The Theory of Rotating Fluids
by Harvey Philip Greenspan
Publisher: Breukelen Press 1990
Number of pages: 352
The author's intention was to provide a basic foundation for the support and promotion of research in rotating fluids. The text concentrates on those topics which the author considers fundamental, of central importance to most, if not all, the areas of application.
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by David Lentink - Wageningen University
Many organisms move through water or air in order to survive and reproduce. It is useful to analyze fluid motion as a collection of vortices: vortices interact with the moving organism, interact with each other, and evolve independently in time.
by John V. Wehausen, Edmund V. Laitone - Springer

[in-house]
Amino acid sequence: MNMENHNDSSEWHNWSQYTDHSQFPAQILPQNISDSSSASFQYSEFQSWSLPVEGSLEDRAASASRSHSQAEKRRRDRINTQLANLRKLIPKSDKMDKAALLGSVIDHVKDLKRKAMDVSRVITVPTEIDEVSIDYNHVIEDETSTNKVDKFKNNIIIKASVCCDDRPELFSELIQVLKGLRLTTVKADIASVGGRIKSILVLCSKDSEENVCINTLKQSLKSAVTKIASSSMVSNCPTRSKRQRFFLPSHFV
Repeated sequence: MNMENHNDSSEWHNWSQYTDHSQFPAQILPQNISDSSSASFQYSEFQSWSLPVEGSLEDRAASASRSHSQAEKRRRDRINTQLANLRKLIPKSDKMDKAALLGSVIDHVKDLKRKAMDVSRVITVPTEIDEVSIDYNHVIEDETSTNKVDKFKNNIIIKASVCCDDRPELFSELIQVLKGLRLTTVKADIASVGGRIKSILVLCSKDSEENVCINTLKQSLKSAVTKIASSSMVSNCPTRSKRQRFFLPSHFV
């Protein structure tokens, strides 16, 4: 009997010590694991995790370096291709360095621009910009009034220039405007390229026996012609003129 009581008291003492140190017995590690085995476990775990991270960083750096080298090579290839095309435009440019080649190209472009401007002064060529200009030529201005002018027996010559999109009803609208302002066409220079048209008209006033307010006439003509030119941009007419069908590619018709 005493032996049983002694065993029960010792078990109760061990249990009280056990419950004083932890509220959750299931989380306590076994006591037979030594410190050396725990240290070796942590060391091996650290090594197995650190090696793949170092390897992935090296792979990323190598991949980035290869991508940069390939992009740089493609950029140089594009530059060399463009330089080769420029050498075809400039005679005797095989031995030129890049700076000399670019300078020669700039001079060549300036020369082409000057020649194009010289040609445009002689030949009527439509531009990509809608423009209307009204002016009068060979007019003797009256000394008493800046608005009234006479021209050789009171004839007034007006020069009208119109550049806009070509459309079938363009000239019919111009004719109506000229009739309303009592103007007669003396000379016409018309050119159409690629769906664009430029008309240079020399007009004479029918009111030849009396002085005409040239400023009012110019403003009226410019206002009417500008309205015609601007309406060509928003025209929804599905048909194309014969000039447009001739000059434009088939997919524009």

Since its first publication this article has been an inspirational resource for students and researchers in the various fields of science and engineering. This may be attributed to its encyclopedic scope and to the scholarly efforts of the authors.
by Jean-Luc Thiffeault - arXiv
Mixing is relevant to many areas of science and engineering, including the pharmaceutical and food industries, oceanography, atmospheric sciences, etc. In all these situations one goal is to improve the degree of homogenisation of a substance.
by Erich Miersemann - Leipzig University
In these notes we study liquid layers, capillary interfaces and floating bodies. Leading term in the associated equilibrium equation for the interface is the mean curvature. In the case of liquid layers no volume constraint or contact angle occur.